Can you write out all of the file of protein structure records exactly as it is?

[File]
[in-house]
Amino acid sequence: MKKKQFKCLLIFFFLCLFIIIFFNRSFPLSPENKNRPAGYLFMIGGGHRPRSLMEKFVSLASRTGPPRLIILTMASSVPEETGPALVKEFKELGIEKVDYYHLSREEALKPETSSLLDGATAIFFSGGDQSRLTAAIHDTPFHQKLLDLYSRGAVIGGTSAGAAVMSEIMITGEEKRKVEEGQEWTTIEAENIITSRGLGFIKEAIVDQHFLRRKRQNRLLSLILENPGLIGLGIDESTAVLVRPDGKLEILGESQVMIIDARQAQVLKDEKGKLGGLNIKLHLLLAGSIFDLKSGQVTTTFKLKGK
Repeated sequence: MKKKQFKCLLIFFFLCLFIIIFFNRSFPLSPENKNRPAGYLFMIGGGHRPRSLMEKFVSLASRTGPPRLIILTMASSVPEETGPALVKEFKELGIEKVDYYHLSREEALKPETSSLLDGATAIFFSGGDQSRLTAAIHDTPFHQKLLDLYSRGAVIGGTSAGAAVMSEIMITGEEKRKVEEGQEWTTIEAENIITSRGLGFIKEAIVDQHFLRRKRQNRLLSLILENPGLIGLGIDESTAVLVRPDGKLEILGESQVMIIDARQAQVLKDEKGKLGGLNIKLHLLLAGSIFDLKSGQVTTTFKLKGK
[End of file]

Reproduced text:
[in-house]
Amino acid sequence: MKKKQFKCLLIFFFLCLFIIIFFNRSFPLSPENKNRPAGYLFMIGGGHRPRSLMEKFVSLASRTGPPRLIILTMASSVPEETGPALVKEFKELGIEKVDYYHLSREEALKPETSSLLDGATAIFFSGGDQSRLTAAIHDTPFHQKLLDLYSRGAVIGGTSAGAAVMSEIMITGEEKRKVEEGQEWTTIEAENIITSRGLGFIKEAIVDQHFLRRKRQNRLLSLILENPGLIGLGIDESTAVLVRPDGKLEILGESQVMIIDARQAQVLKDEKGKLGGLNIKLHLLLAGSIFDLKSGQVTTTFKLKGK
Repeated sequence: MKKKQFKCLLIFFFLCLFIIIFFNRSFPLSPENKNRPAGYLFMIGGGHRPRSLMEKFVSLASRTGPPRLIILTMASSVPEETGPALVKEFKELGIEKVDYYHLSREEALKPETSSLLDGATAIFFSGGDQSRLTAAIHDTPFHQKLLDLYSRGAVIGGTSAGAAVMSEIMITGEEKRKVEEGQEWTTIEAENIITSRGLGFIKEAIVDQHFLRRKRQNRLLSLILENPGLIGLGIDESTAVLVRPDGKLEILGESQVMIIDARQAQVLKDEKGKLGGLNIKLHLLLAGSIFDLKSGQVTTTFKLKGK